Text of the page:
On 2-6 May, the 23th General Assembly of the International Union of Superiors General took place: 520 sisters attending the plenary in person and another 200 or so through zoom, theologians and speakers voiced their support for Pope Francis’ vision of a synodal Church that embraces its early historical roots, affirms the need for diversity, listens, and is more welcoming to those on society’s margins. From UCESM the general secretary, sister Marjolein, and the former vice-president, sister Danièle Faltz, attended.
There was a clear call for a paradigm shift in the approach to leadership – for transformation, not just change. The shift is to be more respectful, more inclusive and less hierarchical. Our vulnerability is prophetic. We need to embrace it as a strength.
The theme of vulnerability resonated with us; many came to the assembly battered by the strains of leading during a pandemic, war, natural disasters, upheavals in ministries, and the stresses of religious life. Repeatedly, we heard messages of renewal and transformation from speakers, UISG leadership and each other as we continually met in small groups in person and online.
This assembly was notable on several fronts. It was the first to combine in-person and online participation. Online attendees said the days were enriching and that they felt fully a part of the meeting. But there was no mistaking the in-person energy and the hesitant hugs — given COVID protocols — that renewed connections that we had missed.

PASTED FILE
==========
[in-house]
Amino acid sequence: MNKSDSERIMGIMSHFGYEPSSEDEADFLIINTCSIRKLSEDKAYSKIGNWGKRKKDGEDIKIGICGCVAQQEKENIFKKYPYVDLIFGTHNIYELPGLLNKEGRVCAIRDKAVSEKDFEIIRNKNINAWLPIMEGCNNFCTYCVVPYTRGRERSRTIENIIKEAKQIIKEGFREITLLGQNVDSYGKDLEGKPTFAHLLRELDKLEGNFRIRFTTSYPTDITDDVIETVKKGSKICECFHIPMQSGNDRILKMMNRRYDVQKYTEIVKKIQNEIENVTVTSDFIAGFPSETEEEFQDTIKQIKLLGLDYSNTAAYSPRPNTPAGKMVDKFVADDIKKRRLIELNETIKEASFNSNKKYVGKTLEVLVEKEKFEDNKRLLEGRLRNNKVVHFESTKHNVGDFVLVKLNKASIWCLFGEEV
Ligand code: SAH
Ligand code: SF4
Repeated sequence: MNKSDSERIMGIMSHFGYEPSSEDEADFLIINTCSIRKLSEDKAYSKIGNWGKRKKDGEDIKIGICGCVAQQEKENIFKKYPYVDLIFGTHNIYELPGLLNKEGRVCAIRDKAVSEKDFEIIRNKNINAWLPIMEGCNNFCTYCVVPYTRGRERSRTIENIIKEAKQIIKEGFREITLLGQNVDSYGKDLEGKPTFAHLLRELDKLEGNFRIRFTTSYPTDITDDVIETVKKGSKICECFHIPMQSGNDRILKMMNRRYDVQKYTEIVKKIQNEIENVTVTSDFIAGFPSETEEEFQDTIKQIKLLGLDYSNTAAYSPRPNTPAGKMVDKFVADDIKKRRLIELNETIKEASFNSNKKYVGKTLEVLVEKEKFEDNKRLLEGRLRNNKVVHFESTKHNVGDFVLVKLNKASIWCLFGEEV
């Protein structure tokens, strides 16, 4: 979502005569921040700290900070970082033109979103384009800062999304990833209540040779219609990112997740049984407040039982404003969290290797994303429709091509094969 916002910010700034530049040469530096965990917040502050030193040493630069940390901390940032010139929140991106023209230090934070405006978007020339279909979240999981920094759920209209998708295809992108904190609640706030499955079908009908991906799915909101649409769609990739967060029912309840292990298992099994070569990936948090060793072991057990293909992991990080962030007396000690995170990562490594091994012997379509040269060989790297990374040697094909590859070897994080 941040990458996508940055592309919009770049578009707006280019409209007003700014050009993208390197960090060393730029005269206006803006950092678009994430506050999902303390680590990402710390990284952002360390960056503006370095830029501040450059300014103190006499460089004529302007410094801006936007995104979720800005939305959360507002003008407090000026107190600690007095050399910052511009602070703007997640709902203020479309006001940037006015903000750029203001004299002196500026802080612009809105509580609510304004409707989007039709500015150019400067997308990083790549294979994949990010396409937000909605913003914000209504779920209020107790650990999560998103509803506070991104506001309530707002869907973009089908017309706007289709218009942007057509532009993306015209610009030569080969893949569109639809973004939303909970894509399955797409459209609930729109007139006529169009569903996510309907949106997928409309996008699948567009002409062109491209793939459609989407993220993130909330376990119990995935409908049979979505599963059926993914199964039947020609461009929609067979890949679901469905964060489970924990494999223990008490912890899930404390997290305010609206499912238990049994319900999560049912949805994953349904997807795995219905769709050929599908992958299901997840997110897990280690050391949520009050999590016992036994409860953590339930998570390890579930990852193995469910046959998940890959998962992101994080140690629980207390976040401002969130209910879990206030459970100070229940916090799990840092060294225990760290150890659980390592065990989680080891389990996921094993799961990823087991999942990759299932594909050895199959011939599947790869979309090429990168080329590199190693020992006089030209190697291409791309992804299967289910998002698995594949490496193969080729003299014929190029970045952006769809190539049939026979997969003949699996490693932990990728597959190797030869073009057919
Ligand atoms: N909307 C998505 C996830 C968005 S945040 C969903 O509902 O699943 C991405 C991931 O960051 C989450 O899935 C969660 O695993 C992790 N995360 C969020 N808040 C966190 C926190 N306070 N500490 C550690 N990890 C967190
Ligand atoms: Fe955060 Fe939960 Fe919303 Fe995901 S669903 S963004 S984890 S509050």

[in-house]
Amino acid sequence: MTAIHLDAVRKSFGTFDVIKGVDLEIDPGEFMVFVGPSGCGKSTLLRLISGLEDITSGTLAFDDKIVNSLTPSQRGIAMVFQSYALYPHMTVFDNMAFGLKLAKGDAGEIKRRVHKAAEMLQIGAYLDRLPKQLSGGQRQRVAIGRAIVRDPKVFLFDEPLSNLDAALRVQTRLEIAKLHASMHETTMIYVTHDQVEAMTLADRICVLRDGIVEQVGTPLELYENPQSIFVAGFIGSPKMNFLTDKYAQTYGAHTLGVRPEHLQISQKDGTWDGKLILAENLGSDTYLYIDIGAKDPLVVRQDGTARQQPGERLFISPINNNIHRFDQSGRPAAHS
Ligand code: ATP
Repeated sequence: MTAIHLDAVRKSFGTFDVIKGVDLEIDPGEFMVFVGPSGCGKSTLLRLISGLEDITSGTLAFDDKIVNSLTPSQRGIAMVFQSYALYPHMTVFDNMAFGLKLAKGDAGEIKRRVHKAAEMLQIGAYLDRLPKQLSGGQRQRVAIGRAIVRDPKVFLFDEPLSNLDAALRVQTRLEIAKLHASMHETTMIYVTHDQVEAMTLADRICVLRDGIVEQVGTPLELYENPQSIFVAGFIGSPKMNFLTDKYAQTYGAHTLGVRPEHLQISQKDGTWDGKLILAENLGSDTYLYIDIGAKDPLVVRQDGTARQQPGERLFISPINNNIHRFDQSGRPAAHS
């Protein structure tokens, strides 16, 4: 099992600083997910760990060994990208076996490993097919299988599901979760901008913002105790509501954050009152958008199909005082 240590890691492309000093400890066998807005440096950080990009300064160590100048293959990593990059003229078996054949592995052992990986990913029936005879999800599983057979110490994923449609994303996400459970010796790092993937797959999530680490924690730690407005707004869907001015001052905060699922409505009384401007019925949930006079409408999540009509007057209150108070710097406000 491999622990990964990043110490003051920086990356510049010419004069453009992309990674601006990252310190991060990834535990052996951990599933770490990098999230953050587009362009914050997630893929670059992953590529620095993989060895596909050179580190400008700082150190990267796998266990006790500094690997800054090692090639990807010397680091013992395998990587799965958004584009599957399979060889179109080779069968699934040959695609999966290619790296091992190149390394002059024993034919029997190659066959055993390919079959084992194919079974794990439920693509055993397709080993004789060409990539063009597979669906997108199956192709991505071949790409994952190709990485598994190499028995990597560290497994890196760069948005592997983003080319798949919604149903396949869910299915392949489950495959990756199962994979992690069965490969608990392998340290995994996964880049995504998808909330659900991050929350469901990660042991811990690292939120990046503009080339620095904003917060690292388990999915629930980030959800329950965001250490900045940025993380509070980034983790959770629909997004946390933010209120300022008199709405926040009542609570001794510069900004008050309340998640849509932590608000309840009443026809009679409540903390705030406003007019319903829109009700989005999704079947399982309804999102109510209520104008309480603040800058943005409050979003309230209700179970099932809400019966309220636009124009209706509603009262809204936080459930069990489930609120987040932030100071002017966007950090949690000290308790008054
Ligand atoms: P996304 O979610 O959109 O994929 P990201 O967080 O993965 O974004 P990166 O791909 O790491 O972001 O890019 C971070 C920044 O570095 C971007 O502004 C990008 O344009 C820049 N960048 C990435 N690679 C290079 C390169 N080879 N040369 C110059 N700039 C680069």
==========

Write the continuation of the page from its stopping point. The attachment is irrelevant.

Reflecting the desire for inclusivity, the proceedings were translated into multiple languages, including Portuguese, Spanish, French, Polish, English, Arabic and Italian. Masses, including the readings and prayers, were celebrated in multiple languages. At the closing Mass on 6 May, readings and prayers were also offered in Hindi, and the Our Father was prayed in Aramaic, as Jesus would have prayed and taught it.
Synodality requires a change from the Church’s “pyramid-like” leadership structure to one that is “circular” to allow for the participation of all of the people of God, various groups said during public reports of regional discussions.
At the end with song, prayer and ritual, we concluded the five days of meetings in Rome affirming our commitment to the process of synodality and embracing a journey of vulnerability that we believe is vital for the renewal of the Church, religious life and our own communities. Several group representatives addressed the need for their communities to prioritize healing and reconciliation in light of the numerous abuse scandals within the Church.
So we made this commitment:
‘I commit myself to live vulnerable synodality through service as a leader, animating it within the community, together with the people of God.’
This public affirmation and final reflections came a day after we attended a papal audience with Francis – who is being treated for knee problems and was not afraid to show his own vulnerability, appearing in a wheelchair – at the Vatican in which he praised our leadership on synodality and warned against congregational renewal that risks being “frozen in time.” “The Church does not want frozen nuns. That’s useless,” Francis told us. “The challenge is that consecrated life has to be integrated into a church — not a frozen church, but a real church.”
With the warmth and friendship we were privileged to experience during these days, ice has certainly thawed here and there. Now the everyday life!
Please read the Russian text of this article here.